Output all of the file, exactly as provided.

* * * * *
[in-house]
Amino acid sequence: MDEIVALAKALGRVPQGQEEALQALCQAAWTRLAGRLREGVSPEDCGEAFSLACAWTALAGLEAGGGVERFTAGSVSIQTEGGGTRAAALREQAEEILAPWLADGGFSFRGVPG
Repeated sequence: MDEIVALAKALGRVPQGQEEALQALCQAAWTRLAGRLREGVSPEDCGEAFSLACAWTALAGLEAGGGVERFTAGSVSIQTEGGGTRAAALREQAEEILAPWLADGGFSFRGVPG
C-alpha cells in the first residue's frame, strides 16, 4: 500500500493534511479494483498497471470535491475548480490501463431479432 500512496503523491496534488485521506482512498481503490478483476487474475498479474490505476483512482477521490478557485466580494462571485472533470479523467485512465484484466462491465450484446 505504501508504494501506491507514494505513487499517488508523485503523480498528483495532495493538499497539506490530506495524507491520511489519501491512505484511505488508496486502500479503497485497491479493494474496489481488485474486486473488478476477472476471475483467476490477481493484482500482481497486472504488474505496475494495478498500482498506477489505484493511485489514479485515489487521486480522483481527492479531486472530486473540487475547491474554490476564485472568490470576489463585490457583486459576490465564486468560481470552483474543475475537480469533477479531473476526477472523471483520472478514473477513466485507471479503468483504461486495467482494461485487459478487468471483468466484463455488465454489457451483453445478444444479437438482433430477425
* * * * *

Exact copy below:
[in-house]
Amino acid sequence: MDEIVALAKALGRVPQGQEEALQALCQAAWTRLAGRLREGVSPEDCGEAFSLACAWTALAGLEAGGGVERFTAGSVSIQTEGGGTRAAALREQAEEILAPWLADGGFSFRGVPG
Repeated sequence: MDEIVALAKALGRVPQGQEEALQALCQAAWTRLAGRLREGVSPEDCGEAFSLACAWTALAGLEAGGGVERFTAGSVSIQTEGGGTRAAALREQAEEILAPWLADGGFSFRGVPG
C-alpha cells in the first residue's frame, strides 16, 4: 500500500493534511479494483498497471470535491475548480490501463431479432 500512496503523491496534488485521506482512498481503490478483476487474475498479474490505476483512482477521490478557485466580494462571485472533470479523467485512465484484466462491465450484446 505504501508504494501506491507514494505513487499517488508523485503523480498528483495532495493538499497539506490530506495524507491520511489519501491512505484511505488508496486502500479503497485497491479493494474496489481488485474486486473488478476477472476471475483467476490477481493484482500482481497486472504488474505496475494495478498500482498506477489505484493511485489514479485515489487521486480522483481527492479531486472530486473540487475547491474554490476564485472568490470576489463585490457583486459576490465564486468560481470552483474543475475537480469533477479531473476526477472523471483520472478514473477513466485507471479503468483504461486495467482494461485487459478487468471483468466484463455488465454489457451483453445478444444479437438482433430477425